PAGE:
Friends of Lulu Responds
I guess asking questions in public does work! In response to my earlier posting about how Friends of Lulu hadn’t answered my followup questions about their Empowerment Fund, I got an email from the current president of the group, Shannon Crane. Please note that she again didn’t actually answer my second round of questions (about their timeline for wrapping this up and their 501(c)(3) status), but we do get more information about the beleaguered project. Here’s some excerpts:
We did offer a refund last year to those who donated, as we were given misleading information regarding our purpose with this program.
So if you gave them money, get it back. At least, I’m assuming that the refund offer is still open.
Ronee Bourgeois suggested to our entire board that we start an empowerment fund. We agreed that yes, it would be a wonderful idea. Unfortunately, instead of being patient to let the ENTIRE board come up with guidelines, rules, etc, she announced the new fund to the comics community without the board’s consent. We found ourselves between a rock and a hard place. We did what we could to make it work, and now we find that this is not something that we will pursue any longer.
That’s a terrible situation to be put in, and I sympathize with them in having to deal with a loose cannon. Is that a formal announcement of the project’s closure? If so, where are the remaining funds, and what’s their plan to give them back? “Ask us for a refund” puts the impetus on the wrong people, in my opinion. It’s unfortunate that they have to deal with someone else’s mess, but it was their name on the project, wrongly used or not, and a public disavowal is necessary, in my opinion.
Ms. Carlson, when you contacted us you gave us no context of what your purpose was for asking your questions. I’ve never heard of Comics Worth Reading, and I’m sure you understand with the convention season, our upcoming awards, the new anthology (which is finished and awaiting printing), membership drive planning, the board of directors’ real-life full-time jobs, and the fact that we run this organization on a complete volunteer basis, that we can’t get to every query ASAP. Patience is a virtue.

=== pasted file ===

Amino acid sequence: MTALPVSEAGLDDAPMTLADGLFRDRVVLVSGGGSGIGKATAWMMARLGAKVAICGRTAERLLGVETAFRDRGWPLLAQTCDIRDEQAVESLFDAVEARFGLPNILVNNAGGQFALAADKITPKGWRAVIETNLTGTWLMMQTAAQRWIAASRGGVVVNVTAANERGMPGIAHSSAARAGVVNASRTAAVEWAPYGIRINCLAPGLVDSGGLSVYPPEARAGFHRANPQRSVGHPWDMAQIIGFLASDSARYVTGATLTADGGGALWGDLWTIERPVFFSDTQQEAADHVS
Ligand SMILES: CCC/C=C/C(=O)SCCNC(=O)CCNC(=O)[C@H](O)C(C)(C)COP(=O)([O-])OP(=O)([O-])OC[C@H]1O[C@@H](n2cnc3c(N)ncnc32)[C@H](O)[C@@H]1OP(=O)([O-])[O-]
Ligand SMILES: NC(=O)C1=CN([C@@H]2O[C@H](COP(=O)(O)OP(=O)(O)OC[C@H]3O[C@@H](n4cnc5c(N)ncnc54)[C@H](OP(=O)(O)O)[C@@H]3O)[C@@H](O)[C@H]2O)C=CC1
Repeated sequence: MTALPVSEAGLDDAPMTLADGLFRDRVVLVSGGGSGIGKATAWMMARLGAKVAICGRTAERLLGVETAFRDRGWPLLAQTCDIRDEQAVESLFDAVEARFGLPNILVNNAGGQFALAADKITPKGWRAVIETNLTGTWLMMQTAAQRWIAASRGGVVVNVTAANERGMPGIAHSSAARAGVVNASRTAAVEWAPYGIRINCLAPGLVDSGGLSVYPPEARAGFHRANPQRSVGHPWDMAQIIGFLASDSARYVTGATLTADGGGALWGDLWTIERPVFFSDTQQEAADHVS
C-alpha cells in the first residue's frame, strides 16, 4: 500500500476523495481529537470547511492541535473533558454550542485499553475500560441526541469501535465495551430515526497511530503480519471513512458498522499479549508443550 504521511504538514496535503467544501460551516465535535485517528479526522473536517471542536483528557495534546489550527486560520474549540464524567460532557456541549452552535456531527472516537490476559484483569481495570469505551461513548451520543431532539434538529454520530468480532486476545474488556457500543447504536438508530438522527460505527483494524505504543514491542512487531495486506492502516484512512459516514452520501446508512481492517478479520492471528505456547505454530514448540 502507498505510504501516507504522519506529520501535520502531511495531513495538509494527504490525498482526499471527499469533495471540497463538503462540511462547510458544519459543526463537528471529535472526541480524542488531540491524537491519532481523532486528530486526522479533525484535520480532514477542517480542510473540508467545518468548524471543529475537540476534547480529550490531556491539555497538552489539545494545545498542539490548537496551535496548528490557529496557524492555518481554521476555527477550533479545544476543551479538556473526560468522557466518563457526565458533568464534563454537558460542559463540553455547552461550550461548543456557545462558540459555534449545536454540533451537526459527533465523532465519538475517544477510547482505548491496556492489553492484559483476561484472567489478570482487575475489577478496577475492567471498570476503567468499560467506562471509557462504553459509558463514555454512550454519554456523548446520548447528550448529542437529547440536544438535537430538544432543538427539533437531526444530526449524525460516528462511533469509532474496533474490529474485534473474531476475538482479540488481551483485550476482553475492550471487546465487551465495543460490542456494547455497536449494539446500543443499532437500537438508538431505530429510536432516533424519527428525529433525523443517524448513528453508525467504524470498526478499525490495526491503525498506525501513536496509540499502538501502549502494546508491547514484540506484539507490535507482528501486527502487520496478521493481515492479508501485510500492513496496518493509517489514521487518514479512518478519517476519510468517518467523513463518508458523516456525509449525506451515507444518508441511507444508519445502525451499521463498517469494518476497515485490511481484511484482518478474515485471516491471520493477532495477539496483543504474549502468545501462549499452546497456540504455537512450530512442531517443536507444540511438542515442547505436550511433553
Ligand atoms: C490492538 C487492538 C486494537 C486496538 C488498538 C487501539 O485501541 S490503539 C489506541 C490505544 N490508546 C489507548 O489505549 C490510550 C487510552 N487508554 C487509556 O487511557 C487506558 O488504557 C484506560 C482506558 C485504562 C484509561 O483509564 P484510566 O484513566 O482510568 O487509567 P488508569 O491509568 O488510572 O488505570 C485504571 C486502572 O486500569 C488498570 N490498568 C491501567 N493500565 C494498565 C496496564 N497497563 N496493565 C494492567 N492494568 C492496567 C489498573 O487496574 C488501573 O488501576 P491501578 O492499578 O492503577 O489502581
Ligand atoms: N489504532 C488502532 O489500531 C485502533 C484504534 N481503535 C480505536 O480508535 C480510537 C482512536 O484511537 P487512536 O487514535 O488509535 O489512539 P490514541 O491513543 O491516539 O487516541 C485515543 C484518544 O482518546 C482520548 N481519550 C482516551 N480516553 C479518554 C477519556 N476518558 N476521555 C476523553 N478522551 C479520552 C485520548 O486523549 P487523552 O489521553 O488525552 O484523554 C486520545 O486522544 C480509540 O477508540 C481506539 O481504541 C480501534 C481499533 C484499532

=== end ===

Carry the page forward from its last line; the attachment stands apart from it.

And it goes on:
I don’t think waiting two weeks is being particularly impatient, especially when I was responding to her response, but I can understand the feeling. (This made me smile: At least I know the tendency is shared, since I got her email last night, couldn’t answer because I was packing to travel, and then I woke up to find it had been posted as a comment, which is why I’m comfortable reprinting it here.)
I think many people know my credentials in this area — I was an early member of FOL, within two years of its founding, and active in the NY chapter (back when there were four chapters, instead of the only remaining NY one). I also served briefly as a board member of the group during my second go at membership, although I’m ashamed to admit I didn’t do anything during that time. That’s why I still care, although I’m no longer a member.
I’d also like to know why this year-old “controversy” has been the focus for so many people regarding Friends of Lulu. We are a 12 year old organization with a history of doing great things. How about focusing on the many things we get right? Maybe you could talk about our new anthology. It’s called The Girls’ Guide to Guy Stuff and will be released prior to San Diego Comicon.
Oh, I don’t think they’d like it if I talked about their anthology, since I think it’s a terrible idea for a theme. I leave it up to my readers to inform them as to why this matters — I’m rushed out the door, since my ride to the con is here. My short version would be because the wrong thing happened, and I haven’t seen much evidence of hard work to put it right. Plus, losing charitable funds is a very bad thing, and when money’s involved, it all matters more.
I look forward to meeting Ms. Crane at the NY Con and talking with her further on the subject.